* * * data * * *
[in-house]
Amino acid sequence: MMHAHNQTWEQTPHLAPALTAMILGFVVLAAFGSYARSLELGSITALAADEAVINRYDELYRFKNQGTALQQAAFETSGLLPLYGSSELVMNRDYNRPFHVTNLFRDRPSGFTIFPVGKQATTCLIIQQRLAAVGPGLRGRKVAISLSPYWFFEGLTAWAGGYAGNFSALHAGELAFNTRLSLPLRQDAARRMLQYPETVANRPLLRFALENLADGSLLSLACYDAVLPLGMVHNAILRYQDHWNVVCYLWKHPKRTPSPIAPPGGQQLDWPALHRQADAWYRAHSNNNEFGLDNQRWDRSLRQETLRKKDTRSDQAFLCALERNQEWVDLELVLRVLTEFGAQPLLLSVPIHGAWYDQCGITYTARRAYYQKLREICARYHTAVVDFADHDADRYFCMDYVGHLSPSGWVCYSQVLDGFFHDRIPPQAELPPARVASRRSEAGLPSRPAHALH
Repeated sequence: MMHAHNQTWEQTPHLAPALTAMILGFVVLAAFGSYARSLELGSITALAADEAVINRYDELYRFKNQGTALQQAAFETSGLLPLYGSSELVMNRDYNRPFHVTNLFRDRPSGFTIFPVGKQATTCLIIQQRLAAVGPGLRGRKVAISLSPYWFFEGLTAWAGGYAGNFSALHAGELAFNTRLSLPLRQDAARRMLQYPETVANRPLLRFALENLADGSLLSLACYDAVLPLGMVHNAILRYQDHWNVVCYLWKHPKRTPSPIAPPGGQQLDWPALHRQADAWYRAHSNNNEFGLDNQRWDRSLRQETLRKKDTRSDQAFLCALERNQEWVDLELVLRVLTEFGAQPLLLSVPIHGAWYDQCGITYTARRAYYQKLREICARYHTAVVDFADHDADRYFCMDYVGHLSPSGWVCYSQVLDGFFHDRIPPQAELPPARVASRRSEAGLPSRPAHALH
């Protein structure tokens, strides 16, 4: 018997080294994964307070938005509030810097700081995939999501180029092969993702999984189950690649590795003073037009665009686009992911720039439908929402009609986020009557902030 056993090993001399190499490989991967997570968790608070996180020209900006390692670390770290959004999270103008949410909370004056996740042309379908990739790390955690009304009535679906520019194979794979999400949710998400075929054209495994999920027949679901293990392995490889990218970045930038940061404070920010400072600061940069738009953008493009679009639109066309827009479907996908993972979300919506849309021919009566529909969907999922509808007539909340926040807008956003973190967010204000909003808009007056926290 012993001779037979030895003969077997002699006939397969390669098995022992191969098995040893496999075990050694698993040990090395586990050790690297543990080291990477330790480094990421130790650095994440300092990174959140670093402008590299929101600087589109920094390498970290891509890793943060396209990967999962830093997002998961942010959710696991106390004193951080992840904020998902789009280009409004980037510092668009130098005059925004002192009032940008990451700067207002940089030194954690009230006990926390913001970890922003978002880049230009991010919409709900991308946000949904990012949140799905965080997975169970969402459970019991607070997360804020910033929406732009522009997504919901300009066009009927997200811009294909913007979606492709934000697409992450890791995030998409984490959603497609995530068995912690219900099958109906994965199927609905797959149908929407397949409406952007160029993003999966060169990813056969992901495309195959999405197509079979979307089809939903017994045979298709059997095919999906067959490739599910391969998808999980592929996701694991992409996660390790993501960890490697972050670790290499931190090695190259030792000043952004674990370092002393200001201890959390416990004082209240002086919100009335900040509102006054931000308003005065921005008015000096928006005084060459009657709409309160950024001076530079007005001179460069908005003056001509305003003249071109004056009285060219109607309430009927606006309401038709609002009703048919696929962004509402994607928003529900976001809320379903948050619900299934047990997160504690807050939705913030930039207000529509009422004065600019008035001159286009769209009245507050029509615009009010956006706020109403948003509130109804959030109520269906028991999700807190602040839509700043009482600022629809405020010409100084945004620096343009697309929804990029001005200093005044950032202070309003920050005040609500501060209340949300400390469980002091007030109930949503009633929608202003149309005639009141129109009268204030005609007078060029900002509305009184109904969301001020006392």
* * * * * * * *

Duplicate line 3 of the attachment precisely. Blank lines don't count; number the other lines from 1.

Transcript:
Repeated sequence: MMHAHNQTWEQTPHLAPALTAMILGFVVLAAFGSYARSLELGSITALAADEAVINRYDELYRFKNQGTALQQAAFETSGLLPLYGSSELVMNRDYNRPFHVTNLFRDRPSGFTIFPVGKQATTCLIIQQRLAAVGPGLRGRKVAISLSPYWFFEGLTAWAGGYAGNFSALHAGELAFNTRLSLPLRQDAARRMLQYPETVANRPLLRFALENLADGSLLSLACYDAVLPLGMVHNAILRYQDHWNVVCYLWKHPKRTPSPIAPPGGQQLDWPALHRQADAWYRAHSNNNEFGLDNQRWDRSLRQETLRKKDTRSDQAFLCALERNQEWVDLELVLRVLTEFGAQPLLLSVPIHGAWYDQCGITYTARRAYYQKLREICARYHTAVVDFADHDADRYFCMDYVGHLSPSGWVCYSQVLDGFFHDRIPPQAELPPARVASRRSEAGLPSRPAHALH